The whole San Francisco City was built in between hills as a result some of the streets were so steep and driving there tests brakes and gas pedals. To reduce the slope of Lombard St on Russian Hill between Hyde and Leavenworth streets section, 8 switchbacks were introcuded making the section of the street the crookedest street in the world. The landscape was added by the property owners later on and this street has become one of the must "drive" streets in SF for tourists. Cars lined up on Hyde waiting to drive down the hill; cameras, videos sticking out from the sky or door windows of cars, these people were fully equipted and I couldn't help laughing inside as it reminded me the parody by Bill Cosby: "They built a street up there called Lombard Street that goes straight down, and they're not satisfied with you killing yourself that way—they put grooves and curves and everything in it, and they put flowers there where they've buried the people that have killed themselves."

My original plan was to take public transportation to Guerneville on the Russian River for a horseback overnight riding tour (organized by Armstrong Woods Pack Station) in the Armstrong Redwoods State National Reserve. I had the schedule made using the Public Transit Trip Planner on 511.org, however, with the waiting experiences for buses (expecially the cable cars) to arrive I wasn't brave enough to do it because I had to catch my flight back to Taiwan the next day.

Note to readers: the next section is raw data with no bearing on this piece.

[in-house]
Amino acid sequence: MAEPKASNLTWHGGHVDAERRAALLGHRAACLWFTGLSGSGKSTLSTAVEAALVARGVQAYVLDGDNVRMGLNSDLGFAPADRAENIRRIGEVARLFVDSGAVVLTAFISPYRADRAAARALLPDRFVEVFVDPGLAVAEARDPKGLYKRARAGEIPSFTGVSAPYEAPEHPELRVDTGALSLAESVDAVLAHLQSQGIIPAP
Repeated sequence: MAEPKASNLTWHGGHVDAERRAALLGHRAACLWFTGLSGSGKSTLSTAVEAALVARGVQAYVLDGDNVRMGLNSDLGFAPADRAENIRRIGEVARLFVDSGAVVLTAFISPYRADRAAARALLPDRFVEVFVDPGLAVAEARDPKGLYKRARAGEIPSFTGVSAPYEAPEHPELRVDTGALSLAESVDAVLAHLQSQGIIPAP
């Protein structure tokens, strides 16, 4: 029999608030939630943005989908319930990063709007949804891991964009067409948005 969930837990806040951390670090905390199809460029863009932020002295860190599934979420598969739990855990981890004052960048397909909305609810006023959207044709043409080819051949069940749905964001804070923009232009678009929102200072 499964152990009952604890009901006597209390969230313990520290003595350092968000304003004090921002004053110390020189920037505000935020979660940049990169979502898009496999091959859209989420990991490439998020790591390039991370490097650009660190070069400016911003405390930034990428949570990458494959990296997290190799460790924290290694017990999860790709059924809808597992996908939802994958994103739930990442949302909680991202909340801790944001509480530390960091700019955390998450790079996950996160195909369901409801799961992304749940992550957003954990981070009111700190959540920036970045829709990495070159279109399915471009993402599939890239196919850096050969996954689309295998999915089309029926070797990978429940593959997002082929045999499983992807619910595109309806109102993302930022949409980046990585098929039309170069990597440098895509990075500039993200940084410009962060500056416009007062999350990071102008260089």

An introduction of its official website: Grace Cathedral is a house of prayer for all people, without exception. It has no breath taking interior design as in the Notre Dame Basilica in Montreal, nor vivid sculptures that create the atmosphere of reverence, but there is something about the Grace Cathedral that makes it a place that resonates with some parts of anyone's heart. Another great feature is that their Sunday service is streamed online. An AIDS Interfaith Chapel at the right as a memorial to the nearly 20,000 San Franciscans and many others who have died of AIDS, as a place of meditation, healing and remembrance for caregivers and those who are still fighting against the disease; the indoor and ourdoor labyrinths are symbolic diagram of the pilgrim's journey and a walking meditation; stained glass windows not only tell stories of Christianity but also leave spaces for science (Einstein window, E=MC2) and galaxy (the gift window) etc; a fresco on the wall of the right entrance records the founding of United Nations in 1945 in San Francisco (notice the Republic of China flag on the 3rd from left)..., all the highlights of the Grace Gathedral make it one of a kind.